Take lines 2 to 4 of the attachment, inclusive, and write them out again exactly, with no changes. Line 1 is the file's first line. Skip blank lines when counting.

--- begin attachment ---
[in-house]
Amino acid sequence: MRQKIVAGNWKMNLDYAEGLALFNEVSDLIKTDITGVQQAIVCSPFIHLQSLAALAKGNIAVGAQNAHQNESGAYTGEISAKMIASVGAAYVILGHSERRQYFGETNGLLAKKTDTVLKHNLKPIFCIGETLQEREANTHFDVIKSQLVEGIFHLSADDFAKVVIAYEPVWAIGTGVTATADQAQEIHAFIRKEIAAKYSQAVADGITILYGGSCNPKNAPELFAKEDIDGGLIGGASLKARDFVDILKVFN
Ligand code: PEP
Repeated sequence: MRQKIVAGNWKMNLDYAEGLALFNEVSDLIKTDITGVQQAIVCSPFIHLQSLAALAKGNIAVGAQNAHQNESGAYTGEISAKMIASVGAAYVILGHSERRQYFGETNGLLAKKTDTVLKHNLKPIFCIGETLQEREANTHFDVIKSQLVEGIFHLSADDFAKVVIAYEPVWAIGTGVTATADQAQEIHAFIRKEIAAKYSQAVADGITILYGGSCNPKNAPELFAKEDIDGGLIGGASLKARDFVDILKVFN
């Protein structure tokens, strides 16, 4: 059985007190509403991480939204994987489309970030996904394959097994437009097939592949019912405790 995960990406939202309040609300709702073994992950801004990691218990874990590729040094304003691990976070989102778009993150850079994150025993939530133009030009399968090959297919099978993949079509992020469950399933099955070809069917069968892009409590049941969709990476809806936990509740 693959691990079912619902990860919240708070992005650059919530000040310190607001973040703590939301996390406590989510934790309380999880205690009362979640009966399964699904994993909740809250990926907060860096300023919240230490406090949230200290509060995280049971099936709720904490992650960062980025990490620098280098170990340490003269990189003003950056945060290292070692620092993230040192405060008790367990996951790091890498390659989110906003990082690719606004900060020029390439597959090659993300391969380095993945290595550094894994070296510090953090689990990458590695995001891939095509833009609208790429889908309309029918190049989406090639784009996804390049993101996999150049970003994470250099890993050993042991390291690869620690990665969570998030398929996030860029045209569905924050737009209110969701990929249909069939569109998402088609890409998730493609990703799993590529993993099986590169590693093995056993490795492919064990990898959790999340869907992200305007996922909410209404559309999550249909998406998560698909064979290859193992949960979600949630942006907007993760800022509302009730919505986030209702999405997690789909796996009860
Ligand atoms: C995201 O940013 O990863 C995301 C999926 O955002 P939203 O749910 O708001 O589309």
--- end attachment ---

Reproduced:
Amino acid sequence: MRQKIVAGNWKMNLDYAEGLALFNEVSDLIKTDITGVQQAIVCSPFIHLQSLAALAKGNIAVGAQNAHQNESGAYTGEISAKMIASVGAAYVILGHSERRQYFGETNGLLAKKTDTVLKHNLKPIFCIGETLQEREANTHFDVIKSQLVEGIFHLSADDFAKVVIAYEPVWAIGTGVTATADQAQEIHAFIRKEIAAKYSQAVADGITILYGGSCNPKNAPELFAKEDIDGGLIGGASLKARDFVDILKVFN
Ligand code: PEP
Repeated sequence: MRQKIVAGNWKMNLDYAEGLALFNEVSDLIKTDITGVQQAIVCSPFIHLQSLAALAKGNIAVGAQNAHQNESGAYTGEISAKMIASVGAAYVILGHSERRQYFGETNGLLAKKTDTVLKHNLKPIFCIGETLQEREANTHFDVIKSQLVEGIFHLSADDFAKVVIAYEPVWAIGTGVTATADQAQEIHAFIRKEIAAKYSQAVADGITILYGGSCNPKNAPELFAKEDIDGGLIGGASLKARDFVDILKVFN